Blaine underwent multiple short hospital visits after the stunt ended and has entered an agreement with doctors from Yale University to monitor him in order to study the human physiological reaction to prolonged submersion.
On November 19, 2006, Blaine announced his next stunt: he would be shackled to a rotating gyroscope. His goal was to escape from his shackles after the gyroscope had been spinning for 16 hours. The gyroscope was constantly spinning at a rate of eight revolutions per minute while hanging above an empty lot in Manhattan near Times Square.
The stunt began on November 21, 2006, with Blaine declaring, "This one's exciting for me. This one's a fun one." After spinning in shackles in the gyroscope for two days, Blaine emerged with a crash a half hour after being allowed to try.
As a result of his success, Blaine led 100 children selected by The Salvation Army on a shopping spree at Target, after each child received a $500 gift certificate from the retailer. Blaine said the stunt was particularly important since The Salvation Army had provided him with clothing while he was growing up. "This challenge is close to my heart," Blaine said.
 Dive of Death
On September 18, 2008, Donald Trump and Blaine held a press conference at the Trump Tower in New York City to announce his latest feat, “The Upside Down Man.” Blaine was to hang upside down without a safety net for 60 hours above Central Park’s Wollman Rink, with a predicted end for 10:45 p.m. on September 24. Reportedly, Blaine risked blindness and other maladies, in the stunt. Trump has helped finance this and other Blaine events. Blaine hung over the Wollman Rink and interacted with fans by lowering himself upside down. At the press conference Blaine stated he had already gone without food for over a week, and will continue to do so throughout the act. In order to drink fluid and restore circulation he will pull himself up, although he will contend with muscle spasms and lack of sleep. Blaine began the stunt on Monday September 22, but was widely criticized when, only hours into the endurance challenge, he was seen by fans to be standing on a waiting crane platform, and not upside down, as expected.  He reportedly would come down once an hour to receive a medical check, stretch and relieve himself.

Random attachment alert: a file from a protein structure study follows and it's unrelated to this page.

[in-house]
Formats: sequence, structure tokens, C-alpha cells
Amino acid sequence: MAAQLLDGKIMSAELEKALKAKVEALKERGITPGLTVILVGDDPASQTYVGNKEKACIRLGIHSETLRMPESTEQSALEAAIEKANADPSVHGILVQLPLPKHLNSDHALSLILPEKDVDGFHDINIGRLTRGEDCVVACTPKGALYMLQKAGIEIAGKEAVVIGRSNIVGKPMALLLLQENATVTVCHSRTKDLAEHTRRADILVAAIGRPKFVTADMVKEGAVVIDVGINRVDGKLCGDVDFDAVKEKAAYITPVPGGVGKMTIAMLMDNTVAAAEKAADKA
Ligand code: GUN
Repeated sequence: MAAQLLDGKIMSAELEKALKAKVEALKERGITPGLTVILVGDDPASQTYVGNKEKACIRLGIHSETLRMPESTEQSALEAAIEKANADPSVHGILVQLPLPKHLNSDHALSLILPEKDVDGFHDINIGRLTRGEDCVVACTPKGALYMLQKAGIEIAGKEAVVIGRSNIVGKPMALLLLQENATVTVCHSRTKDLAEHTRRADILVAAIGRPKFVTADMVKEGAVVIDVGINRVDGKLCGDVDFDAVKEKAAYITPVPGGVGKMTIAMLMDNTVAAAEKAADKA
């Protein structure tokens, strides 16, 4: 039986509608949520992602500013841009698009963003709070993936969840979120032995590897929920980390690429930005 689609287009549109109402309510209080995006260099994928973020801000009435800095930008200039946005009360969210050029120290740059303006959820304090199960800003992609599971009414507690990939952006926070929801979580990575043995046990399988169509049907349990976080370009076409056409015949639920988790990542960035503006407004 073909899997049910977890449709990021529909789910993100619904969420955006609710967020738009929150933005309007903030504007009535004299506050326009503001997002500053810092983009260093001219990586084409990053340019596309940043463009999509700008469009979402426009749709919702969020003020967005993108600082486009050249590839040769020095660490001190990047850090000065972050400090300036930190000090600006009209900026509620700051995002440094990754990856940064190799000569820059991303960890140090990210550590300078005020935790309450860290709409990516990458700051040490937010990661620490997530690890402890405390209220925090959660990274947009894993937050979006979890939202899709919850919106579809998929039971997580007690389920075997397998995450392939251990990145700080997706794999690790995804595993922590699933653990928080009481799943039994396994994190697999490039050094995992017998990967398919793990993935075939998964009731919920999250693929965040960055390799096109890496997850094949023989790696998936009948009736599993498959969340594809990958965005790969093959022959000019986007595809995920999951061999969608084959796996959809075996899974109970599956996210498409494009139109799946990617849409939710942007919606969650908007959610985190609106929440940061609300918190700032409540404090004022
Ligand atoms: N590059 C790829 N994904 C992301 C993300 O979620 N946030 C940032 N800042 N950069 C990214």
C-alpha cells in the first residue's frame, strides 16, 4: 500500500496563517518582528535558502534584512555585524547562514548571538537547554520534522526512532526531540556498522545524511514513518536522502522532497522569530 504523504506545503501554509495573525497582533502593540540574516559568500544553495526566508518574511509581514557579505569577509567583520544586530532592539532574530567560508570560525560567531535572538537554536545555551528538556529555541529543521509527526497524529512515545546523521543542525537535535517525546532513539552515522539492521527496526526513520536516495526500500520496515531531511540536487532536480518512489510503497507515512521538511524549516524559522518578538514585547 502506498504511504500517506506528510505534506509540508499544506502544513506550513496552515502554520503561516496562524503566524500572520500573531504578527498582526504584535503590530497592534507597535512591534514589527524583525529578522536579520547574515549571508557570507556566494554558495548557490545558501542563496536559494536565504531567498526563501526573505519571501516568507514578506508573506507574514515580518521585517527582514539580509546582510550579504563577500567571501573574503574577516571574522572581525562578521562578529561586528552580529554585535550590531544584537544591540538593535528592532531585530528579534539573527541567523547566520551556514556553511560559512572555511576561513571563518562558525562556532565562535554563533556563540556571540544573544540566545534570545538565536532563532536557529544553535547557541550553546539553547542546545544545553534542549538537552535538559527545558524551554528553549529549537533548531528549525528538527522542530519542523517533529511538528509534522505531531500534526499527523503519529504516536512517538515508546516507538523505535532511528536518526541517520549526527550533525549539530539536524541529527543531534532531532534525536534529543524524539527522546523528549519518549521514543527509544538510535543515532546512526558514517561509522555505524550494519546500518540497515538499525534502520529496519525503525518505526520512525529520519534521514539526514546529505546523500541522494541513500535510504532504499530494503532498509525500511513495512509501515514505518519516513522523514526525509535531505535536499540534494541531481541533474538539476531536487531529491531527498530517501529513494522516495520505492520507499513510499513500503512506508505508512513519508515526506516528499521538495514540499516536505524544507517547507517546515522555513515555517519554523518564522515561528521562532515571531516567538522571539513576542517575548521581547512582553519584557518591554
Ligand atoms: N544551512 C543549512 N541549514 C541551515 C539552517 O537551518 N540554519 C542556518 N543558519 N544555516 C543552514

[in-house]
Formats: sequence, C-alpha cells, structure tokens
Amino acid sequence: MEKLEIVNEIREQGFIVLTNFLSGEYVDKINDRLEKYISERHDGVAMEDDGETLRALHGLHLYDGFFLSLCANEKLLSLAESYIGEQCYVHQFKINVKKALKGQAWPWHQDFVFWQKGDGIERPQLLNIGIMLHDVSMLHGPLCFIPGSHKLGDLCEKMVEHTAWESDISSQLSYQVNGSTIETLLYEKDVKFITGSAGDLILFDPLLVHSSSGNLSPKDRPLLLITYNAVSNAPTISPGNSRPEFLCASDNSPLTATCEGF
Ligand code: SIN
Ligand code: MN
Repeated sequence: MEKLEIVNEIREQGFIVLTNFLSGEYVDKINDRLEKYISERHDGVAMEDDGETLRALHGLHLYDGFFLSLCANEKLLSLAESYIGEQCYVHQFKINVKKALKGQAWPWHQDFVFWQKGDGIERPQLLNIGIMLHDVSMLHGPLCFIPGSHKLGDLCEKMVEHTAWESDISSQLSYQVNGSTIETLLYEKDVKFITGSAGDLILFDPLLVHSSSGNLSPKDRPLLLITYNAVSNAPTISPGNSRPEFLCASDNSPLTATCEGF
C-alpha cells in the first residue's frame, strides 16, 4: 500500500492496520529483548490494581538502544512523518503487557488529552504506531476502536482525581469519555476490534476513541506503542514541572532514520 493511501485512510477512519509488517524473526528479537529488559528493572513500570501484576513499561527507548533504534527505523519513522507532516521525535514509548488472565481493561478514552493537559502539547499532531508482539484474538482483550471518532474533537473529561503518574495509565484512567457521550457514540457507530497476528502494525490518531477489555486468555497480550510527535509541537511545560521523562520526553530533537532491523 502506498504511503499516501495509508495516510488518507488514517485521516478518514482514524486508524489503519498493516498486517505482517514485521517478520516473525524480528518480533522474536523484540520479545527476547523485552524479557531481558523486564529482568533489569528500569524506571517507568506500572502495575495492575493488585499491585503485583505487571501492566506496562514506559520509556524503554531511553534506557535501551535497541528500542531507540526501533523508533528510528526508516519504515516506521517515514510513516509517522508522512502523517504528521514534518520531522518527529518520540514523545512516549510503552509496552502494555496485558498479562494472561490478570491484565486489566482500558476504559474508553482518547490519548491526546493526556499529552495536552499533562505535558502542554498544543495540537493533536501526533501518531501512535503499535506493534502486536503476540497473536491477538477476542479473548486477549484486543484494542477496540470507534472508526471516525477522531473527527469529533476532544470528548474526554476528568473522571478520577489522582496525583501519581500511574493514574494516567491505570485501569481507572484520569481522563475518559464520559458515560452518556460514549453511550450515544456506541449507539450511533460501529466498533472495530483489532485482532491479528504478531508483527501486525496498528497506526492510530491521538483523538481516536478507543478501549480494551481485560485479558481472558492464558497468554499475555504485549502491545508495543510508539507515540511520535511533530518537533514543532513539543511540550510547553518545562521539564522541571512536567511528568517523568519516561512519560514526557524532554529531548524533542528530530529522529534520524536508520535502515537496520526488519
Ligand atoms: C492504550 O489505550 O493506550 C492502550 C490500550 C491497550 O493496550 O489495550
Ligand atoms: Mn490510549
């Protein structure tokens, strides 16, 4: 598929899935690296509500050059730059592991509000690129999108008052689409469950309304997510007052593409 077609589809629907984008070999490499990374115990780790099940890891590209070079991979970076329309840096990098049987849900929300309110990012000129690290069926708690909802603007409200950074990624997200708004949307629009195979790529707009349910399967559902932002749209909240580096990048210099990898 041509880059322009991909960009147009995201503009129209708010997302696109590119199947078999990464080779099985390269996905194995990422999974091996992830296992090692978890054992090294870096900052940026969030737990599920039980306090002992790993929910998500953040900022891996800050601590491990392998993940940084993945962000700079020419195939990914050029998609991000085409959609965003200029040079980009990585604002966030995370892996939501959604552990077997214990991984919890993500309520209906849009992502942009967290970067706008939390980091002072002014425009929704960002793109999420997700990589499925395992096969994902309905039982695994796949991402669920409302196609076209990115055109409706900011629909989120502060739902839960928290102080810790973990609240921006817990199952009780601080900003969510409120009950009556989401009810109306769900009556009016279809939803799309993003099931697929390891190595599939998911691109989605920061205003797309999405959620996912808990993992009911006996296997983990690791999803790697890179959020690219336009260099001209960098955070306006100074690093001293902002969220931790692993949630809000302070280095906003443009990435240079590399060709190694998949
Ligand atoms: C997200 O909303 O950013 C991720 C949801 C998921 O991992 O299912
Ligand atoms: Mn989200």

When the "Dive of Death" took place, Blaine came down from the platform on a cable, and lightly touched the stage. He was then pulled back up into the air, and, in the words of the New York Daily News, "hung in the air like a sack of potatoes with a goofy grin on his face, occasionally kicking his legs as though he were running." The plan had been for Blaine to be pulled up into the air by helium balloons and disappear into the atmosphere. Blaine attributed the problem to changes in weather conditions that occurred after the stunt was delayed due to an address by President Bush. The finale was not well-received by spectators.
 Mysterious Stranger
|This section does not cite any references or sources. |
Please help improve this section by adding citations to reliable sources. Unverifiable material may be challenged and removed. (September 2008)
On October 29, 2002, Random House published David Blaine's Mysterious Stranger: A Book of unique Magic. Part autobiography, part history of magic, and part armchair treasure hunt, the book also includes instructions on how to perform card tricks and illusions.
In his chapter, Discovery of Magic, Blaine tells stories of his childhood, of how he became interested in magic, and of his devotion to his late mother.
In The Three Magi, he acknowledges Robert-Houdin, Max Malini and Alexander Herrmann as major influences; in Confidence, he cites Orson Welles and Titanic Thompson as inspiration for his street magic persona; and in Ehrich Weiss, he celebrates the man we know as Houdini.
In The Man Ain't Right, Blaine describes the evolution of his street magic act and how a card trick cinched his television deal with ABC.
In Premature Burial, Frozen in Time, and Vertigo, Blaine details his regime in preparation for each of his stunts of endurance, respectively, being buried in a glass coffin for seven days, standing inside a block of ice for sixty-one hours, and standing atop a 100-foot pole in high winds for thirty-five hours.Scattered throughout the book are clues to Blaine's $100,000 Challenge, an armchair treasure hunt of visual ciphers and logic deduction devised by game designer Cliff Johnson, creator of The Fool's Errand. The Challenge was solved by Sherri Skanes on March 20, 2004, 16 months after the book's publication